First there was "Just Say No." Then came the frying egg and a dire warning: "This is your brain on drugs."
Now the anti-drug message is spread across 5,000 square feet at the Museum of Science and Industry, replete with depictions of a drug-addled brain, a mock methamphetamine lab and twisted wreckage from the World Trade Center.
The traveling exhibit, sponsored by the Drug Enforcement Administration, is equal parts science, history and social commentary. Critics say it is propaganda that lacks balance, but thousands of schoolchildren in five cities have passed through its halls, including teen drug and alcohol offenders sentenced to see it by a Michigan judge.
"Target America: Opening Eyes to the Damage Drugs Cause" opens Friday and runs through Dec. 3.
Peter Bensinger, a former DEA head who worked to bring the exhibit to Chicago, said it is a remedy for years of less than effective drug education efforts. The target audience, he said, is children ages 8 to 14.
"The brain doesn't look like a fried egg," said Bensinger, who led the agency from 1976 to 1981. "This is reaching out beyond a passive message on TV or a catchy phrase.
"We're not going to arrest our way out of the drug problem in America," he added. "We need education."
The first scene visitors see after passing through the exhibit's double doors is jarring: a crumpled green Thunderbird that a man high on marijuana, cocaine, benzodiazepines and opiates slammed into a car carrying a woman and her three children. The woman died.
From there, the exhibit chronicles the stages of the drug trade from production to trafficking to money laundering. A reproduction of a crack dealer's apartment includes cigarette butts on the floor, ripped wallpaper and a soiled diaper.
Elsewhere there are faux heroin and cocaine production plants, a scientific look at how drugs affect the body and "The Chicago Story," which chronicles the local drug war by detailing advances in drug-busting technology and major arrests over the decades.
That section also offers visitors the opportunity to watch unsuspecting museum patrons with a police camera mounted in the lobby--the same kind used to track drug deals in high-crime neighborhoods.
What often attracts the most attention, organizers say, is the "Lost Talent" portion--photographs of people killed by drugs, ranging from teenagers to rock stars. There is also a slide show of photos of people whose deaths are linked to drugs in some way.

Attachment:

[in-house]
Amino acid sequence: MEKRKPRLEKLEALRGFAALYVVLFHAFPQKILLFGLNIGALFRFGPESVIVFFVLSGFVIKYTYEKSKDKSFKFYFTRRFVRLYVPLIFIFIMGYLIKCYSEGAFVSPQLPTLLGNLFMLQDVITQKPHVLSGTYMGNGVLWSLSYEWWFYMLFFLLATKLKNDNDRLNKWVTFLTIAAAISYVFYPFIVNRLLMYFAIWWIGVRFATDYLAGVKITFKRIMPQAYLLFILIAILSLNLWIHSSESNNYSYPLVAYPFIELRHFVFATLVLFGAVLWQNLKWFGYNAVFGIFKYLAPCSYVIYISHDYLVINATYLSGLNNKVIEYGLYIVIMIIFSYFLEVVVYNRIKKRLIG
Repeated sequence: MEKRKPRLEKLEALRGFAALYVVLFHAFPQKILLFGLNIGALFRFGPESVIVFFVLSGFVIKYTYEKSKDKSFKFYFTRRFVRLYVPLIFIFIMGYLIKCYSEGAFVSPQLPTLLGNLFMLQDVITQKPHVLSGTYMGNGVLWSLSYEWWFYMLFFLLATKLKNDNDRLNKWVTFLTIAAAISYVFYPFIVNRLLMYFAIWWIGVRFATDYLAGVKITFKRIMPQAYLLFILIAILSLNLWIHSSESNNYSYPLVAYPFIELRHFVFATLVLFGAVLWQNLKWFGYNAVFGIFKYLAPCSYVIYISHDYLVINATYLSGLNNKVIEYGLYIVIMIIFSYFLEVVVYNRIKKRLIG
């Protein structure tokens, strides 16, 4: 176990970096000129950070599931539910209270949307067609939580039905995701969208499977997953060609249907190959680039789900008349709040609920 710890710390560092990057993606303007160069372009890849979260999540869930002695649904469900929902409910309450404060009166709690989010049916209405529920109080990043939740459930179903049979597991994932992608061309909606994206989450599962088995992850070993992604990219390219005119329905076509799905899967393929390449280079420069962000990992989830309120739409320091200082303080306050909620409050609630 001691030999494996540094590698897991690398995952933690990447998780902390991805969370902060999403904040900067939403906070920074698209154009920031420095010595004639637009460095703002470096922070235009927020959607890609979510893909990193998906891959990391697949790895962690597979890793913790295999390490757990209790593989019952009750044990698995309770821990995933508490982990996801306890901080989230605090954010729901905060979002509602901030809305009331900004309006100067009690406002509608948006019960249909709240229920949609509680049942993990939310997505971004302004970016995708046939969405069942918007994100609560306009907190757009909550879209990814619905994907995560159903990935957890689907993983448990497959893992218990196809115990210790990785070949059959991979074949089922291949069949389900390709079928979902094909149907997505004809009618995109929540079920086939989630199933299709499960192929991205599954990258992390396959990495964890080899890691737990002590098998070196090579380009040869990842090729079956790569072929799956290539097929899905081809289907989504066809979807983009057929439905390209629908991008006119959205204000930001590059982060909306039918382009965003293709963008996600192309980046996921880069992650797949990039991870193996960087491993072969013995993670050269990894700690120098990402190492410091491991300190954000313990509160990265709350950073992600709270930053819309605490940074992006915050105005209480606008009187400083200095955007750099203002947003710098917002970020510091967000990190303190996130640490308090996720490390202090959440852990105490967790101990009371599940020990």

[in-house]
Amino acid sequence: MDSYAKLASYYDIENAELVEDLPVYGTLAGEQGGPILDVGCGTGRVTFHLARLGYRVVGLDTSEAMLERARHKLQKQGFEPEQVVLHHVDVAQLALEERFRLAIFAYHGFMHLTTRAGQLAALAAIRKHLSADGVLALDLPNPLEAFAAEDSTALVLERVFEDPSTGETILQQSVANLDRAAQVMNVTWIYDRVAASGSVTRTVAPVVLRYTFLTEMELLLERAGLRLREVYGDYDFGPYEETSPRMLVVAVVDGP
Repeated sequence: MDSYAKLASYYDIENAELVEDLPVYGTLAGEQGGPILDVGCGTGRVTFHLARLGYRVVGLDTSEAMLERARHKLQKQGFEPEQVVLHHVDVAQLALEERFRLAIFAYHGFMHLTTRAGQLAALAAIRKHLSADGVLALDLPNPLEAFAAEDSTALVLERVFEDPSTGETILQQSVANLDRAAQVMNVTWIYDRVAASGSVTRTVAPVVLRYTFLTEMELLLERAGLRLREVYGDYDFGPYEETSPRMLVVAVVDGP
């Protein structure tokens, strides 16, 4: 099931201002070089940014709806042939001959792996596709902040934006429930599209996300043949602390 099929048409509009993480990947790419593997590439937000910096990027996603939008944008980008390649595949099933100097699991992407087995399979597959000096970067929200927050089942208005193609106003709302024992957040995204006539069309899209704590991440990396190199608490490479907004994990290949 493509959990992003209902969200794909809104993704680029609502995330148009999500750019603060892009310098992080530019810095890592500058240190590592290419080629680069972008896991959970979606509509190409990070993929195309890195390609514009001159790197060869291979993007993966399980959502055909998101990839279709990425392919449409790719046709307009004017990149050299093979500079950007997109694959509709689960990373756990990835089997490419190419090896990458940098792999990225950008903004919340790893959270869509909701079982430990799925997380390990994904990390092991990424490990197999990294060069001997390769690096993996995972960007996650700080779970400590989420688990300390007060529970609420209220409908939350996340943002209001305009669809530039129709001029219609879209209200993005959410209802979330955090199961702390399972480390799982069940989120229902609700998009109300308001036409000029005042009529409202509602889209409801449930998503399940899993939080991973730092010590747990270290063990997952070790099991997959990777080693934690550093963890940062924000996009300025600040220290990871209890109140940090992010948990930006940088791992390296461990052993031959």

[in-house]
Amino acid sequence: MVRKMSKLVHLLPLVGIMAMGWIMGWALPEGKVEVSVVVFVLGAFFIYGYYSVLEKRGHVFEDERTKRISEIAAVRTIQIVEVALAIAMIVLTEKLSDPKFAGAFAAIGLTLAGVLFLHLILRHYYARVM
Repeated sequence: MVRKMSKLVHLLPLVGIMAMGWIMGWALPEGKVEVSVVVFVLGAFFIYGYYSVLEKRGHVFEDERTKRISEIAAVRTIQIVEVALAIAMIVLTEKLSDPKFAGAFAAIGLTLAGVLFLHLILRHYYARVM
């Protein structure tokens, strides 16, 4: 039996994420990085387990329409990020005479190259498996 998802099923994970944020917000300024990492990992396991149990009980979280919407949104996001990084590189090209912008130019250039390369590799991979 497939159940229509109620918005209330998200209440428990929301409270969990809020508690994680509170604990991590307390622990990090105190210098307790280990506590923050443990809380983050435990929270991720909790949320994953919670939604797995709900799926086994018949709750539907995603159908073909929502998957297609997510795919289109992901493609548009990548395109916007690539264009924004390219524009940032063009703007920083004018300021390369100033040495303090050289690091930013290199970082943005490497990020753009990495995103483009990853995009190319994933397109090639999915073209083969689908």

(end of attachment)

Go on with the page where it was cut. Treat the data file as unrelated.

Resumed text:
Among them is Jay Balchunas, a Wisconsin Department of Justice investigator who was killed in 2004 in a gas station robbery while on his way to a drug investigation. Balchunas' sister Linda Lamm, 34, of New Berlin, Wis., took her two sons to tour the exhibit.
"I know not to do any of that stuff," said Andy Lamm, 8, as he looked over "Breaking the Cycle," a history of law enforcement's pursuit of illegal drugs. "Don't do drugs."
A heavy effort is made to link drugs to terrorism, and near an enormous image of Osama bin Laden it is noted that Al Qaeda has thrived in the drug trade. But the connection isn't always as clear: In the "Impact on the World" display, images from the Sept. 11, 2001, terror attacks sit beside a photo described as "addicts getting high."
Even Bensinger had a hard time explaining it.
The exhibit also includes browned and distorted pieces of the World Trade Center, which sit in the middle of the hall beside pieces of the Pentagon.
The link between drugs and those pieces of wreckage seems circuitous at best, leading critics to say the exhibit is more like propaganda than an objective treatment of the topic.
An A-list of visitors came out for Thursday's opening, including DEA Administrator Karen Tandy, Mayor Richard Daley, Police Supt. Philip Cline and former Chicago Cub Ryne Sandberg, whose foundation is a sponsor, as is the McCormick Tribune Foundation.
"Kids are getting all kinds of misinformation out there, from their friends, from legalizers, from the Internet," Tandy said "These are the real facts about the consequences of drugs. ... Kids will get their one-stop shopping here real fast.
"If you go
"Target America: Opening Eyes to the Damage Drugs Cause"
Where: Museum of Science and Industry, 57th Street and Lake Shore Drive.
Cost: Free with regular admission, which is $11 for adults, $9.50 for seniors and $7 for children age 3-11.
Hours: Regular museum hours are 9:30 a.m. to 4 p.m. Monday through Saturday and 11 a.m. to 4 p.m. Sunday.
Runs: Through Dec. 3.
Information: (773) 684-1414 or www.targetamerica.org